On December 18, 2020, the European Commission’s (EC) Directorate General for Health and Food Safety (DG SANTE) opened a consultation on its inception impact assessment (IIA, which is essentially an extended roadmap) for the ongoing evaluation and revision of EU legislation on food contact materials (FCMs). The consultation is open until January 29, 2021. DG SANTE is set to host a webinar to present the roadmap on January 20, 2021.
In the published IIA document, which can be downloaded from the consultation’s webpage, DG SANTE summarizes that “the basic provisions of the present EU [FCM] legislation were introduced in 1976 but until recently had never been evaluated.” Therefore, in 2018 the ongoing Evaluation of FCM policy legislation was initiated, starting with a first stakeholder workshop (FPF reported), which was followed by a public consultation (FPF reported) and a second stakeholder workshop (FPF reported). This still-ongoing evaluation covers both the general FCM framework Regulation (EC) No 1935/2004 as well as several more specific FCM-relevant legislation pieces, such as Regulation (EC) No 10/2011 on plastic FCMs. The evidence and feedback collected by the EC so far have confirmed the existence of “problems that are linked to the absence of specific EU rules, which leads to uncertainty about safety of some FCMs and internal market problems.” Broad support for the need to introduce “further specific EU legislation” was expressed “by all stakeholders including EU Member States, the European Parliament, industry, and non-governmental organizations.” In addition, “several [other] fundamental issues present in the existing approach” were revealed.
Problems intended to be tackled through revising the EU’s FCM legislation
The IIA outlines the following 8 “fundamental issues,” which “relate both to the absence of EU specific measures (1) as well as various aspects of the current EU rules (2-8) as follows”:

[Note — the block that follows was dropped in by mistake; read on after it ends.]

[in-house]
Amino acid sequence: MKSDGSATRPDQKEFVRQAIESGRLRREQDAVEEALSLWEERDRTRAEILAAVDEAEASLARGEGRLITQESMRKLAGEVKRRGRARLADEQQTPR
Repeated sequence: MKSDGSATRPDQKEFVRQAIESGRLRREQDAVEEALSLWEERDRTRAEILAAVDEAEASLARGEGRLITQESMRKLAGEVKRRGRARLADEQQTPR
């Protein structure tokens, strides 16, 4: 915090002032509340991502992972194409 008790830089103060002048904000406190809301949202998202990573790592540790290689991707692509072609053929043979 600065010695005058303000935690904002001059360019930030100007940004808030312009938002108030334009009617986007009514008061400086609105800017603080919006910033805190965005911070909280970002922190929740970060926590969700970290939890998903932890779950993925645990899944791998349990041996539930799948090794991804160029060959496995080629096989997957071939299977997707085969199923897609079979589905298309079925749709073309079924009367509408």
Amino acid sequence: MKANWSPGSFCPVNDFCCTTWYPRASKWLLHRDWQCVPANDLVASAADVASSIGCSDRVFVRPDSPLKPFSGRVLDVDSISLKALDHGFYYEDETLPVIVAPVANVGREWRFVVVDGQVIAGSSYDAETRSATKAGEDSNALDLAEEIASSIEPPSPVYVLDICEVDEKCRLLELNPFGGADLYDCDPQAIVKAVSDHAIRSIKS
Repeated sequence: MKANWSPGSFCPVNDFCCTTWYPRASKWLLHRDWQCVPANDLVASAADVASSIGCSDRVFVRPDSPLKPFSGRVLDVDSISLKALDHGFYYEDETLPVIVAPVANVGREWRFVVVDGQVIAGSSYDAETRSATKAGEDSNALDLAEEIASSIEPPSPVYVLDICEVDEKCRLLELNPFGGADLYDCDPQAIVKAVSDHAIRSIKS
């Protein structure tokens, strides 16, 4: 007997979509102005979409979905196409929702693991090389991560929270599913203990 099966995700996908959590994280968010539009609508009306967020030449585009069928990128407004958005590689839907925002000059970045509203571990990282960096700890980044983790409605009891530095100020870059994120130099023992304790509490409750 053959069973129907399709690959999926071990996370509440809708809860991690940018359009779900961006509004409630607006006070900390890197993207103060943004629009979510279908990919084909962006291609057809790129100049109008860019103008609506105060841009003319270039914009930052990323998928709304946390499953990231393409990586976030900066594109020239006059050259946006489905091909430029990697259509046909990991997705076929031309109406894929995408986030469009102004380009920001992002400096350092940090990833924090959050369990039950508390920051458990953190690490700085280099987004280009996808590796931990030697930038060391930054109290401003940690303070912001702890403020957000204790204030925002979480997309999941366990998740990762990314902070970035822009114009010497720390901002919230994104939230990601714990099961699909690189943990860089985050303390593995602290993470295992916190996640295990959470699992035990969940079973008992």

1. “Lack of functioning of the internal market and possible safety issues for non-plastics FCMs.” The absence of harmonized EU rules for most FCM types results in “a lack of a defined level of safety and consequently no appropriate legal basis for industry to carry out compliance work.” In addition, difficulties with enforcement and control of imports are highlighted as accompanying challenges.
2. “The positive authorized list approach and lack of focus on the final article.” While some stakeholders view positive authorized lists as “advantageous,” it is also recognized that the use of positive lists can “bring practical problems and limitations” and result in “excessive burdens for public authorities and industry alike.” For example, “the creation of lists causes a significant obstacle to harmonization of rules for other materials such as inks, rubbers and adhesives.” An additional burden comes from the need to “re-evaluate certain substances when new scientific information becomes available.” Furthermore, current FCM assessments which are focused on the starting substances “do not sufficiently address the safety of the final product” and also do not consider “the actual potential use and lifespan of the final article and consequences of the aging of the material.” This approach “puts a disproportionate emphasis on starting substances, leaving the safety of the final material for the supply chain to resolve without clear rules,” DG SANTE concludes.
3. “Lack of prioritization of the most hazardous substances and up-to-date assessments.” It is noted that “the current EU legislative approach does not consistently prioritize the most hazardous substances in all FCMs” and there is also no mechanism “to swiftly take into account new scientific information” and results of substance assessments carried under other legislations (FPF reported). To address this, the EU’s new Chemicals Strategy “gives a clear commitment to take a more generic approach to regulating FCM substances whose properties give rise to the greatest concern, such as carcinogenic, mutagenic and reprotoxic substances (CMRs), those that act as an endocrine disruptor (ED) and those that are persistent and bioaccumulative (PBTs and vPvBs).” In addition, it needs to be assessed if this approach should be extended “to other chemicals with specific harmful properties.” Overall, there is a clear need for an “improved ‘one substance, one assessment’ approach.”